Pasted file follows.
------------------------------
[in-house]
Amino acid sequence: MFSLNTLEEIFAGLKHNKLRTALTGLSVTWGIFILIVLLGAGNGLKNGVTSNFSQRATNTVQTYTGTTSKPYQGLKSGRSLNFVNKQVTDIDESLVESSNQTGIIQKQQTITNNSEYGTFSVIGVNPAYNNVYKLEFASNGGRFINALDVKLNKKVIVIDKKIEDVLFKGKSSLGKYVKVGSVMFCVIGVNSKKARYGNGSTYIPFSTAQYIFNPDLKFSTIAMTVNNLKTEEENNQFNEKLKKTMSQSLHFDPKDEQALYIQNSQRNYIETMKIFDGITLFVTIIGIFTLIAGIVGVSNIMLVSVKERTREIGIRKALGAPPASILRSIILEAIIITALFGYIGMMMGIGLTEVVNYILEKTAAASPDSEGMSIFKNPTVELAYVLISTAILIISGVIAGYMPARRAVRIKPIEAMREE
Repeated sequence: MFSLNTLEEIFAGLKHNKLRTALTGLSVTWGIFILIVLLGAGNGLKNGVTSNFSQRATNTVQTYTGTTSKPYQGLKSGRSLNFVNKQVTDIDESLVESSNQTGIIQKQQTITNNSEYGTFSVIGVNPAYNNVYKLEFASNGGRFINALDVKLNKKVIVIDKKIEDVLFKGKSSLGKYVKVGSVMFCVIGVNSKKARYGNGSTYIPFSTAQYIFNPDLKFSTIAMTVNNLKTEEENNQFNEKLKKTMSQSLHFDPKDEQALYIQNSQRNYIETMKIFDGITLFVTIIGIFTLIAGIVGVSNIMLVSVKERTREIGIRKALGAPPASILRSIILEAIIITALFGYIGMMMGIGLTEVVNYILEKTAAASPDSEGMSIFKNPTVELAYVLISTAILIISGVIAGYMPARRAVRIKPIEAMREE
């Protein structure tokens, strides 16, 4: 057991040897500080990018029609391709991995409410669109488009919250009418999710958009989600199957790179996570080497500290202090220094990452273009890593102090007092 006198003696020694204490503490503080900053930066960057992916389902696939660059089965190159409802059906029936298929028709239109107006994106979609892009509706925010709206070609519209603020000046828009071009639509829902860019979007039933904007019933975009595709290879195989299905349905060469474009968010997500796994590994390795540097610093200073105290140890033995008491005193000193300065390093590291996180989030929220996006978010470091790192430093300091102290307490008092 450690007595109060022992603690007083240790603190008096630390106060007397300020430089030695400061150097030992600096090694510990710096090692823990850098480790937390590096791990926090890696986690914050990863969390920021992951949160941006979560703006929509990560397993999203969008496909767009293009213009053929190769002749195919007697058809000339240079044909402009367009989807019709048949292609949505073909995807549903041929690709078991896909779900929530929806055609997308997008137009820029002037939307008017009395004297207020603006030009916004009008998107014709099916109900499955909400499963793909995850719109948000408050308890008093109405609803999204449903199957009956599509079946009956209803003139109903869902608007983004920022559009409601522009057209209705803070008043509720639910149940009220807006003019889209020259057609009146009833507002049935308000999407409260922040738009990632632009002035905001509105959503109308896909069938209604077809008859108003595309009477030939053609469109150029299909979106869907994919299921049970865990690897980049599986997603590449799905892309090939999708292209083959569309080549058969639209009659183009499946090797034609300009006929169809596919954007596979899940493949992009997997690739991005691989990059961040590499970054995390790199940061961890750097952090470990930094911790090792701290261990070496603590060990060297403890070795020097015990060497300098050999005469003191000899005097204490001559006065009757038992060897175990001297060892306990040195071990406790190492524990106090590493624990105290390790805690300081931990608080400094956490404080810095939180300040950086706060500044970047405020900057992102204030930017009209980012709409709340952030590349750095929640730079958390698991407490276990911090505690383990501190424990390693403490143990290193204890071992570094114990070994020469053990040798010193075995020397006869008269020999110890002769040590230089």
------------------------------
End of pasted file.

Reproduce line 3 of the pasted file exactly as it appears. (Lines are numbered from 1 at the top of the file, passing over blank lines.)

Repeated sequence: MFSLNTLEEIFAGLKHNKLRTALTGLSVTWGIFILIVLLGAGNGLKNGVTSNFSQRATNTVQTYTGTTSKPYQGLKSGRSLNFVNKQVTDIDESLVESSNQTGIIQKQQTITNNSEYGTFSVIGVNPAYNNVYKLEFASNGGRFINALDVKLNKKVIVIDKKIEDVLFKGKSSLGKYVKVGSVMFCVIGVNSKKARYGNGSTYIPFSTAQYIFNPDLKFSTIAMTVNNLKTEEENNQFNEKLKKTMSQSLHFDPKDEQALYIQNSQRNYIETMKIFDGITLFVTIIGIFTLIAGIVGVSNIMLVSVKERTREIGIRKALGAPPASILRSIILEAIIITALFGYIGMMMGIGLTEVVNYILEKTAAASPDSEGMSIFKNPTVELAYVLISTAILIISGVIAGYMPARRAVRIKPIEAMREE